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A former charity official from Missouri was sentenced for an Arkansas embezzlement scam



Little Rock, Arkansas – Former executives of a Missouri-based charity, Bontiea Bernedette Goss and Tommy “Tom” Ray Goss, were sentenced to prison for embezzling funds from the organization and using them to bribe government officials in Arkansas.

In addition to receiving sentences of three years and six years in prison, respectively, Bontiea and her husband also had to pay $4.35 million in forfeiture and/or restitution.

At Preferred Healthcare Inc., Tom was the chief financial officer and Bontiea was the former chief operating officer.

The charity’s mission was to help people in different ways, and it operated throughout Missouri, Arkansas, Kansas, Oklahoma, and Illinois.

These services included counseling and therapy for mental and behavioral health issues, help with substance misuse issues and treatment for addiction, help finding work, support for those with developmental disabilities, and medical care.

In addition to diverting monies from the State’s General Improvement Fund, the couple would utilize the charity’s funds for bribes and kickbacks to elected Arkansas officials, so influencing legislation in the charity’s favor.

Only Tom entered a guilty plea to one count of aiding and abetting the preparation and presentation of a fake tax return, and to participating in the conspiracy by embezzling monies from the charity. The other two entered guilty pleas to conspiracy charges to pay bribes and kickbacks to political officials in Arkansas.

Preferred Family Healthcare acknowledged criminal wrongdoing by former officers and employees and consented to pay more than $8 million in forfeiture and restitution to the State of Arkansas and the federal government under the conditions of a non-prosecution agreement.
Following the disclosure in this case, a number of people have entered guilty pleas in a federal court, including state officials, former charity leaders, and others. These people include the following:

• Former CEO Marilyn Luann Nolan, of Springfield, Missouri, pleaded guilty in November 2018 to her role in a conspiracy to embezzle and misapply the funds of a charitable organization that received federal funds.

• Former Director of Operations and Executive Vice President Robin Raveendran, of Little Rock, Arkansas, pleaded guilty in June 2019 to conspiracy to commit bribery concerning programs receiving federal funds.

• Former Executive and Head of Clinical Operations Keith Fraser Noble, of Rogersville, Missouri, pleaded guilty in September 2019 to concealment of a known felony.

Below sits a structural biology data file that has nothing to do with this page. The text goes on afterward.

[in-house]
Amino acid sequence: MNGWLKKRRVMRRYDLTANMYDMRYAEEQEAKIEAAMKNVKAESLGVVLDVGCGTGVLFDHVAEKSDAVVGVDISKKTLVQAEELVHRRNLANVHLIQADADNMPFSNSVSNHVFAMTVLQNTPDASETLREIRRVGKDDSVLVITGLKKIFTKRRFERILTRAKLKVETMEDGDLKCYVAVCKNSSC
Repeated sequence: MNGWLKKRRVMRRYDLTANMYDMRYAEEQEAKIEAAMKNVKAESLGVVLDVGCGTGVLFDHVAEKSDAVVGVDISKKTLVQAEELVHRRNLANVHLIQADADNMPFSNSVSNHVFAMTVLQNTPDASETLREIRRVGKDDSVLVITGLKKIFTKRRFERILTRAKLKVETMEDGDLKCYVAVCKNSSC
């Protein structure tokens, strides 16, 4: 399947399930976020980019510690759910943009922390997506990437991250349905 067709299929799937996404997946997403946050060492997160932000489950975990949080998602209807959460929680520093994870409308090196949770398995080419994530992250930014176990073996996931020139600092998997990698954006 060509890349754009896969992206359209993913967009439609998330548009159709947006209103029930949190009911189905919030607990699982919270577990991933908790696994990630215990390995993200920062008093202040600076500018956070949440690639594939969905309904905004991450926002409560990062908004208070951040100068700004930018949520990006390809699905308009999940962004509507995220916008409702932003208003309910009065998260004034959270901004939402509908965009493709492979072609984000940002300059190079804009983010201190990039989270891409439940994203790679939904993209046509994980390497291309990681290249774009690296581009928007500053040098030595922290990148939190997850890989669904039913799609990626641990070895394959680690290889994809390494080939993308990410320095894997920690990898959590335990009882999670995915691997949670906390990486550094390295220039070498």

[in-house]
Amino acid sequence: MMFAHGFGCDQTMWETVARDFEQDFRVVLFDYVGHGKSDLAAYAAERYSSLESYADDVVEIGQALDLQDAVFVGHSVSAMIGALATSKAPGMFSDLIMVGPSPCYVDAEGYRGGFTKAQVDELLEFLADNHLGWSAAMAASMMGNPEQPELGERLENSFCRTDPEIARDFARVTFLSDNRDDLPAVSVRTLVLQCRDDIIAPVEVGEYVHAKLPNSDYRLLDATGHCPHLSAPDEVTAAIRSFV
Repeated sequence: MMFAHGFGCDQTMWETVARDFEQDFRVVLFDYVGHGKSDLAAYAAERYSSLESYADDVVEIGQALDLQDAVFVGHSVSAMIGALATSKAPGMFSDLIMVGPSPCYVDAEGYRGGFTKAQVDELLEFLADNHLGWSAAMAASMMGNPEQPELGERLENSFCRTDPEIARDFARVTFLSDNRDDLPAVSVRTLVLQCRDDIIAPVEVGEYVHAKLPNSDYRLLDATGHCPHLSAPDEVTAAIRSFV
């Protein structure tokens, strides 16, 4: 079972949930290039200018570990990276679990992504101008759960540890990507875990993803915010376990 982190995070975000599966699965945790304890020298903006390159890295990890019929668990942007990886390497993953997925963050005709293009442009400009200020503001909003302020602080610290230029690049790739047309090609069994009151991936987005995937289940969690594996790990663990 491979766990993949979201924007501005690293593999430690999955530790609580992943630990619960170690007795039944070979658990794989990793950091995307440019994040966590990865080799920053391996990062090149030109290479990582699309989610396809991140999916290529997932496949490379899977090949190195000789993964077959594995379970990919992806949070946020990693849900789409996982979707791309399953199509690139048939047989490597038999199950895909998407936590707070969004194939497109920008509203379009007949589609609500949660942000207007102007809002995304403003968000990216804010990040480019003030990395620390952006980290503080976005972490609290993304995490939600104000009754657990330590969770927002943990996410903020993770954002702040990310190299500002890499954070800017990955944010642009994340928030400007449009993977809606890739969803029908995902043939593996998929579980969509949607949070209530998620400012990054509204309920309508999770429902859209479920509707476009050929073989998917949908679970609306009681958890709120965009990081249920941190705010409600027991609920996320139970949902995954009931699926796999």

• Former employee and Head of Operations and Lobbying in Arkansas Milton Russell Cranford, also known as Rusty, of Rogers, Arkansas, was sentenced to seven years in prison after pleading guilty to one count of federal program bribery.

• Political consultant Donald Andrew Jones, also known as D.A. Jones, of Willingboro, New Jersey, pleaded guilty in December 2017 to his role in a conspiracy from April 2011 to January 2017 to steal from an organization that receives federal funds.

• Former Arkansas State Senator Jeremy Hutchinson, of Little Rock, pursuant to a global plea agreement, pleaded guilty on June 25, 2019 in the Eastern District of Arkansas to filing a false tax return; pleaded guilty on June 25, 2019, to an information filed in the Western District of Arkansas to conspiracy to commit federal program bribery; and pleaded guilty in the Western District of Missouri on July 8, 2019, to conspiracy to commit federal program bribery. Hutchinson was sentenced to eight years in prison.

• Former Arkansas State Representative Eddie Wayne Cooper, of Melbourne, Arkansas, pleaded guilty in February 2018 to conspiracy to embezzle more than $4 million from Preferred Family Healthcare.

• Former Arkansas State Senator and State Representative Henry “Hank” Wilkins IV pleaded guilty to conspiracy to commit federal program bribery and devising a scheme and artifice to defraud and deprive the citizens of the State of Arkansas of their right to honest services. Wilkins was sentenced to one year and one day in prison.

The instances were looked at by IRS-CI, FBI, and the Offices of the Inspectors General from the FDIC, Labor, and Justice Departments.




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